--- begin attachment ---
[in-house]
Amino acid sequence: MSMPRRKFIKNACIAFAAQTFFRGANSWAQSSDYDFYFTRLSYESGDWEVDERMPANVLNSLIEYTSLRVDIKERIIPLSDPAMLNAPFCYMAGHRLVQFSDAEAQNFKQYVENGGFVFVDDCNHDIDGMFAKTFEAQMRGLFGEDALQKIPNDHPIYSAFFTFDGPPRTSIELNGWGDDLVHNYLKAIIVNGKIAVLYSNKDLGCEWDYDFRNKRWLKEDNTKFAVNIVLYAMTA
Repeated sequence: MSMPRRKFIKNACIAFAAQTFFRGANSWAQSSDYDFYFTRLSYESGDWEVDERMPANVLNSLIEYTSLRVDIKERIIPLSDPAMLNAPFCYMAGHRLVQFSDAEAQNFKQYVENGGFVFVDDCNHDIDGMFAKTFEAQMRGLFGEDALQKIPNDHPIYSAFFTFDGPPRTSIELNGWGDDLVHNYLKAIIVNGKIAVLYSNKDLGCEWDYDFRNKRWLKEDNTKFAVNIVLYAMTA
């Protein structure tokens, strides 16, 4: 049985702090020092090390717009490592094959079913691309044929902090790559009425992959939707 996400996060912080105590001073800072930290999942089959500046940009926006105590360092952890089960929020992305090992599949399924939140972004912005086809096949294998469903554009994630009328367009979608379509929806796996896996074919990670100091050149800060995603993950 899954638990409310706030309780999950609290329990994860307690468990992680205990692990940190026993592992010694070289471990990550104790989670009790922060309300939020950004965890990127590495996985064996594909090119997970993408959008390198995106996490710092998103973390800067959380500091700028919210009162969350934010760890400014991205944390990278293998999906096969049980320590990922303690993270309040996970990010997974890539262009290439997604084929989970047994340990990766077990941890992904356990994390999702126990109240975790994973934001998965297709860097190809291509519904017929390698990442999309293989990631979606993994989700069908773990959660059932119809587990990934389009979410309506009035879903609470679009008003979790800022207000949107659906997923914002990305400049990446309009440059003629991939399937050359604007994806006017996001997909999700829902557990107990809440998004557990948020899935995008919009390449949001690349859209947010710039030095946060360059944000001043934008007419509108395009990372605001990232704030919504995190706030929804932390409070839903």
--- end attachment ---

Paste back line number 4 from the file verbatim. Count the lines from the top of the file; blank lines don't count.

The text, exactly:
């Protein structure tokens, strides 16, 4: 049985702090020092090390717009490592094959079913691309044929902090790559009425992959939707 996400996060912080105590001073800072930290999942089959500046940009926006105590360092952890089960929020992305090992599949399924939140972004912005086809096949294998469903554009994630009328367009979608379509929806796996896996074919990670100091050149800060995603993950 899954638990409310706030309780999950609290329990994860307690468990992680205990692990940190026993592992010694070289471990990550104790989670009790922060309300939020950004965890990127590495996985064996594909090119997970993408959008390198995106996490710092998103973390800067959380500091700028919210009162969350934010760890400014991205944390990278293998999906096969049980320590990922303690993270309040996970990010997974890539262009290439997604084929989970047994340990990766077990941890992904356990994390999702126990109240975790994973934001998965297709860097190809291509519904017929390698990442999309293989990631979606993994989700069908773990959660059932119809587990990934389009979410309506009035879903609470679009008003979790800022207000949107659906997923914002990305400049990446309009440059003629991939399937050359604007994806006017996001997909999700829902557990107990809440998004557990948020899935995008919009390449949001690349859209947010710039030095946060360059944000001043934008007419509108395009990372605001990232704030919504995190706030929804932390409070839903």